Acclaimed British artist Ben Turnbull has reimagined Mount Rushmore, replacing the American presidents with Native Americans.
Entitled Once Upon a Time in America, the work is part of American History X volume III, Manifest Decimation, which examines the history of the Indian Removal Act and the concept of Manifest Destiny, a belief which led to a cultural genocide of native Americans.
Using cut-outs of cowboy and Indian comics the type that showed ruthless colonisers as a necessary force for civilisation Turnbull spins it around and makes the Indians the victors, the cowboys the vanquished.
The exhibition, which is comprised of seven works in total, is the third in an ongoing series, following American History X volume II, Smells Like Teen Spirit, and American History X volume I, The Death of America, 2013.
Ben Turnbull (b. 1974) has, since his first exhibition in 2002, created a compelling body of work that draws its inspiration from American culture and politics. He is best known for his collages, however he also has produced sculptural works, most notably his I dont like Mondays series (2008), which featured various weapons carved into school desks, a wry commentary on gun massacres in U.S. schools.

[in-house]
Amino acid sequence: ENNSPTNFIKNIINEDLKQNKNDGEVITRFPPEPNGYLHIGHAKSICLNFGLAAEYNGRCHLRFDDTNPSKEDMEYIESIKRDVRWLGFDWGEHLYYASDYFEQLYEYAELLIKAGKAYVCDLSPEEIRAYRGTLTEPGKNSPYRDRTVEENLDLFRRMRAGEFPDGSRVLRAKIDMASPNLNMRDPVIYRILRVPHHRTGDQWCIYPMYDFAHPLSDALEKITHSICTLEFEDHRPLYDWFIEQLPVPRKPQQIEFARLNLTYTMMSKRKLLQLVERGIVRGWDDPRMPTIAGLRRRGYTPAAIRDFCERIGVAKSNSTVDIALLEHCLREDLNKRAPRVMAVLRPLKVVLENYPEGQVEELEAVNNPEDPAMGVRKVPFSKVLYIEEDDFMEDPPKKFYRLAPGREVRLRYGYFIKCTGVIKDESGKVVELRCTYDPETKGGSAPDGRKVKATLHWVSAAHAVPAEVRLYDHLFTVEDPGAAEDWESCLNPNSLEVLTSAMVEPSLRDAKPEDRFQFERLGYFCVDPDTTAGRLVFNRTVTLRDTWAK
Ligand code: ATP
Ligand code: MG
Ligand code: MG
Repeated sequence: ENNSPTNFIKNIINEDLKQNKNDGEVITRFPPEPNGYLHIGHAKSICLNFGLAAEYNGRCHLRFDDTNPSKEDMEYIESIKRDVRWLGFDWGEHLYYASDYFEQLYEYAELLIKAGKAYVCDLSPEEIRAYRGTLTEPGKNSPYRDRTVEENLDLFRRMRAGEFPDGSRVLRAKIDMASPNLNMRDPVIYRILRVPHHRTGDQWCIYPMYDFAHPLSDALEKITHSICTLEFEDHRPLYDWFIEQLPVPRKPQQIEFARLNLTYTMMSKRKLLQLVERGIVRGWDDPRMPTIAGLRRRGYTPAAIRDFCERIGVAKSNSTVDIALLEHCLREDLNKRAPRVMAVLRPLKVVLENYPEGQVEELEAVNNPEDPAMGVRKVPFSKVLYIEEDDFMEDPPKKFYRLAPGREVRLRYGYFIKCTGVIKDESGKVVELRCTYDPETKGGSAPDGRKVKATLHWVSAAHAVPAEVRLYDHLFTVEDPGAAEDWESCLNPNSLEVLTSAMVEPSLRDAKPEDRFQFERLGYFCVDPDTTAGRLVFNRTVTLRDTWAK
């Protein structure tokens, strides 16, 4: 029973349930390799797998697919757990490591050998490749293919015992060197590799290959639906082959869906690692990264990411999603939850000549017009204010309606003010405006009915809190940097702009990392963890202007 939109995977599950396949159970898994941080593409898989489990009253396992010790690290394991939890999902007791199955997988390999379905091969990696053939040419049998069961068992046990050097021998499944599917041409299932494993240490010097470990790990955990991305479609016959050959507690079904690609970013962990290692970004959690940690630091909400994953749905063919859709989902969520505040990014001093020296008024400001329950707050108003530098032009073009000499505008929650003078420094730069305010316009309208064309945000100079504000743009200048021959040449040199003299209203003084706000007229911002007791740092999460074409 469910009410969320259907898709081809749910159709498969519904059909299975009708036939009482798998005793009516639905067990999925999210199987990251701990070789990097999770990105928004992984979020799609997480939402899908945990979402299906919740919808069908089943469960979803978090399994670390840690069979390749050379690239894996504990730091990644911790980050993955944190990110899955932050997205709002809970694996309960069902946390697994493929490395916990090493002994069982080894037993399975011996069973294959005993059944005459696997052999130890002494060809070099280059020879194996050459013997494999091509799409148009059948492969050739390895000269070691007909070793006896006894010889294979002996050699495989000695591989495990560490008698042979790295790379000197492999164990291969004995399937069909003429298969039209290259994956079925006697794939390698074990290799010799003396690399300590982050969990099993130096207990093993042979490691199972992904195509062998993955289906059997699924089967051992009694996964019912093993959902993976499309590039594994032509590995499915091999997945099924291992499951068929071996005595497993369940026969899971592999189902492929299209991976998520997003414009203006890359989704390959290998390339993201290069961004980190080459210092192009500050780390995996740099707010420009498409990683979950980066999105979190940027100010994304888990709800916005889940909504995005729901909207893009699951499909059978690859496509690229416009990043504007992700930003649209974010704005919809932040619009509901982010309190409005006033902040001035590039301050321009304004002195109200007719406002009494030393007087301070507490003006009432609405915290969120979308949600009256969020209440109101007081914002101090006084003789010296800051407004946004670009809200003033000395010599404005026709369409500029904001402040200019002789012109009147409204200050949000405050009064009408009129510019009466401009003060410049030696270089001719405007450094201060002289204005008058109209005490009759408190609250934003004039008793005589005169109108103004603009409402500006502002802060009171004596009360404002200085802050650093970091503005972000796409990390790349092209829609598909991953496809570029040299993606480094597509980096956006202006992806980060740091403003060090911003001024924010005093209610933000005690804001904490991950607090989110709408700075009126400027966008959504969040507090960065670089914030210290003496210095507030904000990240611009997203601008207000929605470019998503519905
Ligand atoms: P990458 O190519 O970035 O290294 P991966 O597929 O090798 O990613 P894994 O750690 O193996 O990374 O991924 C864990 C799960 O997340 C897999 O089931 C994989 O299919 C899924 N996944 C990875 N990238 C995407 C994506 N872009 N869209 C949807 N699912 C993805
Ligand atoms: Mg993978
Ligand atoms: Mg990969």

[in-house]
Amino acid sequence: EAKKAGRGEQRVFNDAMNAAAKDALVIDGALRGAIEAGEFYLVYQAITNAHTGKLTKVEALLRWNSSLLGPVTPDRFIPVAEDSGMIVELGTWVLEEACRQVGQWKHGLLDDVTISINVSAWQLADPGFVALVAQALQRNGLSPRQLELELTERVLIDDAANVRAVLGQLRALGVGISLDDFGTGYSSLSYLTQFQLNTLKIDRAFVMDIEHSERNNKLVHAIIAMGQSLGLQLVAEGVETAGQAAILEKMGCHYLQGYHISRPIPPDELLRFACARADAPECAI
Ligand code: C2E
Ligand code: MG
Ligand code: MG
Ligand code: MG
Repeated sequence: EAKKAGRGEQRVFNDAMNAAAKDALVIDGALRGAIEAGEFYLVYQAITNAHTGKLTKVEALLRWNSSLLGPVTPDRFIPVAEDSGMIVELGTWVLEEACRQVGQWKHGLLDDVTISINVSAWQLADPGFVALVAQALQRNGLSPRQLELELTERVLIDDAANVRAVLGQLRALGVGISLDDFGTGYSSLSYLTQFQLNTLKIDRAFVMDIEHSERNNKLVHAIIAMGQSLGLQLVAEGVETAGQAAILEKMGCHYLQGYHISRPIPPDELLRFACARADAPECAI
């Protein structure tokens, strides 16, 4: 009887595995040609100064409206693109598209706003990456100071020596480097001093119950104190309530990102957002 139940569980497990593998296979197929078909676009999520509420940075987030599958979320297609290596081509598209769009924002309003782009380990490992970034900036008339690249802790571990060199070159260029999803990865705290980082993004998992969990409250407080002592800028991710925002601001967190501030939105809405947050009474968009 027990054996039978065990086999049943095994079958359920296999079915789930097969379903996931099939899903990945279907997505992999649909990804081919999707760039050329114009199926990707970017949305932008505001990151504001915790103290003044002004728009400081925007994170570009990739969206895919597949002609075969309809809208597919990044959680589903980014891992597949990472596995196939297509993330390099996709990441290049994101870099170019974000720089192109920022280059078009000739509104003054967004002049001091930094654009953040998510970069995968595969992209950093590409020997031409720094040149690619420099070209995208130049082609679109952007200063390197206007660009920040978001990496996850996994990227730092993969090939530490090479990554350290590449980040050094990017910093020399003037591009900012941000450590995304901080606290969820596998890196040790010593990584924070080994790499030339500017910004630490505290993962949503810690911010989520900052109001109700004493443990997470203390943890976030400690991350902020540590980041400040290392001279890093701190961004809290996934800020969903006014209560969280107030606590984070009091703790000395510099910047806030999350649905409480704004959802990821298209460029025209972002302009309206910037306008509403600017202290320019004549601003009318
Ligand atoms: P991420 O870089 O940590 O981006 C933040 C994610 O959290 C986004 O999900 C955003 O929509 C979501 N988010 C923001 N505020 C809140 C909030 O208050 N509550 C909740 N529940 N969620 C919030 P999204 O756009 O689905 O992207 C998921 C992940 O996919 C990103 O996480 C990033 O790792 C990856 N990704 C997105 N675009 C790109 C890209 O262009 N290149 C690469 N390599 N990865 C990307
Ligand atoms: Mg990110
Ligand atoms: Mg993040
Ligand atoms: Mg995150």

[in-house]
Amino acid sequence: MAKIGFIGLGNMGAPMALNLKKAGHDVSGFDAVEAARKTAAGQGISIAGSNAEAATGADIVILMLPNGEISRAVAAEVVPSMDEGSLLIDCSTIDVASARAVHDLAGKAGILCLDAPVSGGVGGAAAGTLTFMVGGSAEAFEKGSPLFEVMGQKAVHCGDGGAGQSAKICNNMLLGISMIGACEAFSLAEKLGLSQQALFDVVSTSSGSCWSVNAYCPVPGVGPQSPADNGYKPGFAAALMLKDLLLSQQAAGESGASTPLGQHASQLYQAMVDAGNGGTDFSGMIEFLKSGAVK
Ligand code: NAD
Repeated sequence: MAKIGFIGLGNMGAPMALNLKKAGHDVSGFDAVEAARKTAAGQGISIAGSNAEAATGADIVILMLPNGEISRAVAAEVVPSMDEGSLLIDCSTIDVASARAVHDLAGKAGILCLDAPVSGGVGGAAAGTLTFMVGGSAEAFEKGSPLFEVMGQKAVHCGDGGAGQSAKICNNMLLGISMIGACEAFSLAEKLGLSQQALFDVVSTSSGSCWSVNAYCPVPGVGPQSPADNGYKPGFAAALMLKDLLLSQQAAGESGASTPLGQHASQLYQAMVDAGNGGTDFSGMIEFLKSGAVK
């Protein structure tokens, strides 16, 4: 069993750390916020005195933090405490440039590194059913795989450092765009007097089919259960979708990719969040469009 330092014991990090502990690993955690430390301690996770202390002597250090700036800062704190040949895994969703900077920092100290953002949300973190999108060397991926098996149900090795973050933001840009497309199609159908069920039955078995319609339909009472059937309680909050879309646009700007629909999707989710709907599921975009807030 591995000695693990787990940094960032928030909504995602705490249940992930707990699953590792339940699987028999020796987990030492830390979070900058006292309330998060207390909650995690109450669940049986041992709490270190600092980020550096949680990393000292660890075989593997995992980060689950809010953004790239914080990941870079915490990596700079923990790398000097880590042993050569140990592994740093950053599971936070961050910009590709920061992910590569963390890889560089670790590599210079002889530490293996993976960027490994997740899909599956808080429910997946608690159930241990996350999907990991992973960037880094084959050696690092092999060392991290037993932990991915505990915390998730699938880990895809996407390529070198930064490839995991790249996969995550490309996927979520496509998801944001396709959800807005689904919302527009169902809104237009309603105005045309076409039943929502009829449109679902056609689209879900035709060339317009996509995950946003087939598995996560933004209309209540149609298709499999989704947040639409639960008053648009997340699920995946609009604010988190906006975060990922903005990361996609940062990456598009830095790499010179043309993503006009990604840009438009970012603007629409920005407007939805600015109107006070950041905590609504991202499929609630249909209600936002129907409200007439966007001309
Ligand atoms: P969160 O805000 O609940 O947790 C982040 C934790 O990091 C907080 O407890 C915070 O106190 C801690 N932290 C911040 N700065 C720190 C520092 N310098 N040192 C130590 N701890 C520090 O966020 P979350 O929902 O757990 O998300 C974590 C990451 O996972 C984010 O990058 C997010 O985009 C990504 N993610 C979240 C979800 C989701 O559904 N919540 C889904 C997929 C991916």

America and Americana are a staple of his work he has visited the country many times. In the various series it has inspired, a fierce critique of U.S culture is witnessed, in particular its politics, but also an affec- tion and fascination which began from his boyhood when he was, like many of his generation, brought up on a diet of American TV programmes. This style has been dubbed angry pop, an allusion to its power and harnessing of Pop Art sensibilities.
Turnbull has exhibited with a number of galleries, including two with Lazarides, the gallerist best known for his early championing of graffiti art and in particular his association with Banksy. He has also had a retrospective at Lancaster Institute for Contemporary Art (2012), and more recently a solo show at Saatchi Gallery (2017).
Turnbull did not attend art school. His early adult life was spent as a fabricator he ran his own business, and, amongst other projects, he helped create interiors of some of the most iconic London restaurants of the 1990s. This ability to make things himself, unique amongst artists, is reflected in the exacting produc- tion of all his work.
The exhibition is on view at Bermondsey Project Space
through 2 November 2019